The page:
The White Sea in itself can be classed as a big military testing area. Not only are trials carried out for new ships that have been built at Severodvinsk, it is also used for testing of ships out of maintenance, testing of new equipment such as sonar; and it is used heavily in weapons trials, including cruise missile testing. There is what is believed to be a weapons range at the entrance to the White Sea from the Barents, on the Eastern shore at Chizha (67° 4’12.71″N 44°18’17.18″E – the area surrounded by hundreds of craters, some of which are actually natural from meteorites) and to the West of Severodvinsk is the missile testing launch facility of Nyonoksa (64°38’44.78″N 39°13’21.78″E). Here they oversee the testing of cruise missiles, but from land based launchers.
The bigger missile tests, those from SSBN submarines, generally take place in the Barents Sea, with launch ranges set up when required in the areas between Murmansk and the White Sea. Most of these will point to the NE where the missiles will head for the Kura missile range.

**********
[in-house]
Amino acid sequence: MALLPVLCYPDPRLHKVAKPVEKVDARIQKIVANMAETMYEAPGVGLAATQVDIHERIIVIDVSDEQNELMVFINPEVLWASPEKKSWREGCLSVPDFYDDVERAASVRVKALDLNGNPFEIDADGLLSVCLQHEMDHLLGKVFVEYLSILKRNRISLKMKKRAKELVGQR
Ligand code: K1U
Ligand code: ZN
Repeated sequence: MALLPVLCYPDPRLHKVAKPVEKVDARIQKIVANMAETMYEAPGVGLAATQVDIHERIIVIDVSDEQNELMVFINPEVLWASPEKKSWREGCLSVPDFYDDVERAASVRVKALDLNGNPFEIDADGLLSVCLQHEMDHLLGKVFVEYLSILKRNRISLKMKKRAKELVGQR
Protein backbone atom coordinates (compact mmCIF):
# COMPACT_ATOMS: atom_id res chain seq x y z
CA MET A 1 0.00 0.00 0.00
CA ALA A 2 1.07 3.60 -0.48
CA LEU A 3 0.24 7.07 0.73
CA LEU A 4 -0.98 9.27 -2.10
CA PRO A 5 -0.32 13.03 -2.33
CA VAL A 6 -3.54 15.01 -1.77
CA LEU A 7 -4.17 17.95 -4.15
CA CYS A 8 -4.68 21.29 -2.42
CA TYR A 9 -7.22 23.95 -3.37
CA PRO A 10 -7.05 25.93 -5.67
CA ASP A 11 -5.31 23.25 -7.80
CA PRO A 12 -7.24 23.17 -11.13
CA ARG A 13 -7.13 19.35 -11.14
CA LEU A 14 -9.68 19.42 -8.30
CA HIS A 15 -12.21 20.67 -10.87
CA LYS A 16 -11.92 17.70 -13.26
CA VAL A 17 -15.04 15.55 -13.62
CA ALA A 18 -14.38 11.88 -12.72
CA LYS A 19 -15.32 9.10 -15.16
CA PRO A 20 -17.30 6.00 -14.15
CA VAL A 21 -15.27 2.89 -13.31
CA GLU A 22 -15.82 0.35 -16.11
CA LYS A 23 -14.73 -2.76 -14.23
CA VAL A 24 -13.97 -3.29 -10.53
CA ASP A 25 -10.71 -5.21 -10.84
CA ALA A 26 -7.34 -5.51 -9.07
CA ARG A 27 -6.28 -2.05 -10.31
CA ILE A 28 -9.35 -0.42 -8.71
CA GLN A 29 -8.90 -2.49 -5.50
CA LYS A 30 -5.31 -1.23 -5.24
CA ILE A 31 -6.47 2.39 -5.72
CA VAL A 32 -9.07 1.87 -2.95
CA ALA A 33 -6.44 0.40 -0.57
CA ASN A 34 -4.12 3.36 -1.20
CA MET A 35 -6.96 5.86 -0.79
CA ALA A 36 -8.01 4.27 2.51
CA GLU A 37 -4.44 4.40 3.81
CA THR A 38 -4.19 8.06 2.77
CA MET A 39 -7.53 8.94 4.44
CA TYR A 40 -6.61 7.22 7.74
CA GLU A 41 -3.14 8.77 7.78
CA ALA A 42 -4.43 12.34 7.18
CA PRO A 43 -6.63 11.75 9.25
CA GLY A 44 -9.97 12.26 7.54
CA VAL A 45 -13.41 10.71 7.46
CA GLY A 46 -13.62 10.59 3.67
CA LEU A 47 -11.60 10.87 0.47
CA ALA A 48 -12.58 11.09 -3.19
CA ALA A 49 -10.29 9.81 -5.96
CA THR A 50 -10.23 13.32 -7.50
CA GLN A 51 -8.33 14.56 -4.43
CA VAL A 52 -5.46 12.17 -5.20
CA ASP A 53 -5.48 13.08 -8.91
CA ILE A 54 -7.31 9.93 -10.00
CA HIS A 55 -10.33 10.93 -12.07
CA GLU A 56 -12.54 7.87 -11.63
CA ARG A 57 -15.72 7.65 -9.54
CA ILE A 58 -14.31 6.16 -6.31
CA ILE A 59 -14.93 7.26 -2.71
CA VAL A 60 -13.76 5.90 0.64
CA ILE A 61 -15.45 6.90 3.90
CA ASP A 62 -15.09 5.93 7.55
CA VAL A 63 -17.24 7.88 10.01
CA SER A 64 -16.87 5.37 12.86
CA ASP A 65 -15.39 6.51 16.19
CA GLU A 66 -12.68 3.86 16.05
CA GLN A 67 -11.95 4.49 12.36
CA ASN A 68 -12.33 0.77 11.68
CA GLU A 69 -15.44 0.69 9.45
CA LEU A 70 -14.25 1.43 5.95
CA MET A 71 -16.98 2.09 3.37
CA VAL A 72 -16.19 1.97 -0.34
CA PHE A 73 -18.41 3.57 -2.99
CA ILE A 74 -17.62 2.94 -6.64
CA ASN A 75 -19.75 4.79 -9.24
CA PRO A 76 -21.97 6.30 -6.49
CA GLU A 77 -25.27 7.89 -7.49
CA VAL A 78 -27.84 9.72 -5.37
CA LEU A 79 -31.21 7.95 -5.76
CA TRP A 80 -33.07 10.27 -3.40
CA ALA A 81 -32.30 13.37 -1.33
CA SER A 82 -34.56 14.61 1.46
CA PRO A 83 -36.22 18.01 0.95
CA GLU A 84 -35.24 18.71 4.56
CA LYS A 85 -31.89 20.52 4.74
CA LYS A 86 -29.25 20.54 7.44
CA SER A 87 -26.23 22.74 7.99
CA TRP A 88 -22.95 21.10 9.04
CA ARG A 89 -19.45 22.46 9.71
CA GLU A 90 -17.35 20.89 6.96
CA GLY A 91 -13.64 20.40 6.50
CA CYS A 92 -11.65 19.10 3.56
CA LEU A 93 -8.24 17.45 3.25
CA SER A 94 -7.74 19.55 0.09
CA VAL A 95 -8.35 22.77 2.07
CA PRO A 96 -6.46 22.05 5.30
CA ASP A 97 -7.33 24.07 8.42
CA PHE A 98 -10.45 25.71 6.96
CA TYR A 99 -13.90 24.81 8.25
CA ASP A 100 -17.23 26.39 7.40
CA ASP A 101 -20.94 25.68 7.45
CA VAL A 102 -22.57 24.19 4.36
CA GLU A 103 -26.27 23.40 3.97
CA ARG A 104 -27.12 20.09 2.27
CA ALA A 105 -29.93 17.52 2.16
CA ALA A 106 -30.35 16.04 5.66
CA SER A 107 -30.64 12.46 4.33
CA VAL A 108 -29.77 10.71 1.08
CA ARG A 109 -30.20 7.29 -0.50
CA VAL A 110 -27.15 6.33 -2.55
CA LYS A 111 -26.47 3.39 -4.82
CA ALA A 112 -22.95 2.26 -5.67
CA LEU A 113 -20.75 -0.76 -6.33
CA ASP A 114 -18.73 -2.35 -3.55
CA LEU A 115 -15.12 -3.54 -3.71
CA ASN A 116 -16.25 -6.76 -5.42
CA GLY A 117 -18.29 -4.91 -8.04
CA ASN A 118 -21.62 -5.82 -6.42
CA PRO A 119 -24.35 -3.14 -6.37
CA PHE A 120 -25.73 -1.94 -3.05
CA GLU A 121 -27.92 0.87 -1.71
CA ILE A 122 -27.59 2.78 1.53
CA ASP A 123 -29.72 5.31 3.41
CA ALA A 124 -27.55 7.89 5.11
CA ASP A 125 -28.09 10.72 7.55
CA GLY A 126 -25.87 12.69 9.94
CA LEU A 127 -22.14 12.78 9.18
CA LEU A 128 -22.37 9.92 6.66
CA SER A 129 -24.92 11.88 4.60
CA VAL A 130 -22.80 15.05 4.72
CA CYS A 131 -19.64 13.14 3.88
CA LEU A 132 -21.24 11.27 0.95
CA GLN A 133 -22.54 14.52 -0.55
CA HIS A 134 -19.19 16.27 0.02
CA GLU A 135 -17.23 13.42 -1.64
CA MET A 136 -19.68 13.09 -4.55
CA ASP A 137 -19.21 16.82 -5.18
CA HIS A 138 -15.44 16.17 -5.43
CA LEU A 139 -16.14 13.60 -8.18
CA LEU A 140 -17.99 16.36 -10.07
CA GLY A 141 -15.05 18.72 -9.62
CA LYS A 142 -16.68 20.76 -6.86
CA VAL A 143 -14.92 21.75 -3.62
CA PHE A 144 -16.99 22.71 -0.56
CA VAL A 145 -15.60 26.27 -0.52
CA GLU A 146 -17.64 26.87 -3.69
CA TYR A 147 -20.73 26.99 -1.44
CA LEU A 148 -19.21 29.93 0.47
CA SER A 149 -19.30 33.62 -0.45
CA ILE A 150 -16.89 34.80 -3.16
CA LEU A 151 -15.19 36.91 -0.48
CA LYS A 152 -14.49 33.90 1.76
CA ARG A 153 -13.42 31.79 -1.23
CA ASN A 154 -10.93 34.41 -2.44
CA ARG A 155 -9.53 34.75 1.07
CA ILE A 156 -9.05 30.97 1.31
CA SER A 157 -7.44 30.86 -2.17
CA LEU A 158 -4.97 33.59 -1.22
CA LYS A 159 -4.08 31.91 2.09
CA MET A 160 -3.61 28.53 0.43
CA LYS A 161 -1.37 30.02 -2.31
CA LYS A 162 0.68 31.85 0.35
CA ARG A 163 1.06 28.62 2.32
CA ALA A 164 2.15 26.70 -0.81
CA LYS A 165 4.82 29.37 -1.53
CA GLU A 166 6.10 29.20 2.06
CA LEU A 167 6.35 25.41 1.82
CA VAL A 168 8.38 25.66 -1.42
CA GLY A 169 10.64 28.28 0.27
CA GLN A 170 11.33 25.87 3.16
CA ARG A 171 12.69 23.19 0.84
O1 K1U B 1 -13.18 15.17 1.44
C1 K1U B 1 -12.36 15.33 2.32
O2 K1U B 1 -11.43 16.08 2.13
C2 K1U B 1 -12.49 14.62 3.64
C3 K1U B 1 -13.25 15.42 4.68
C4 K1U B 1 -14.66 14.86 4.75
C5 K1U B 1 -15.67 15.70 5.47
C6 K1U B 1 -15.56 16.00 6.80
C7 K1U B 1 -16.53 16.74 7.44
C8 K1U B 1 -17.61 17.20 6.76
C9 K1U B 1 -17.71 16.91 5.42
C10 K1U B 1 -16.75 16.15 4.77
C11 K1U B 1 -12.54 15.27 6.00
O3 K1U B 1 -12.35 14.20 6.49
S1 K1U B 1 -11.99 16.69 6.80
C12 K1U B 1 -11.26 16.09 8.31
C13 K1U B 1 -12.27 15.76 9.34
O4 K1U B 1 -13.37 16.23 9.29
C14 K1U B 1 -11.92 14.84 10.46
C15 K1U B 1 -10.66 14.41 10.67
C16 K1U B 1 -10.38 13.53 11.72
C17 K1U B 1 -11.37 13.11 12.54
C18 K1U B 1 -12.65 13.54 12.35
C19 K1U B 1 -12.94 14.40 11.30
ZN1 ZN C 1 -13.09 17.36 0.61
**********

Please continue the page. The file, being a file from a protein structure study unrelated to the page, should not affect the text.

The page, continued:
Monitoring the Northern Fleet
Whilst operating within the NF area of operations (AOP), instead of using the standard frequencies of 8345kHz and 12464kHz, the ships use a pool of frequencies in a regional network system. There are a large number of frequencies in this pool, seemingly all within a seasonal schedule system as used by other Russian forces networks. The interesting thing is that even though they do stick to the set frequencies available to use within a set period of dates, the selection of which frequency to use would appear to be random, though I doubt for a moment that it is.
As there are so many frequencies available to the NF, the radio operators would need to monitor all of them for any calls that are made – this would be huge task. The theory is that within each season grouping there is an additional frequency network schedule that is either transmitted in a coded format, or it is in a document, which then tells both ends which frequencies to use on specific dates. In general, all the ships on the same day will use the same frequency so whatever system they use, it definitely works.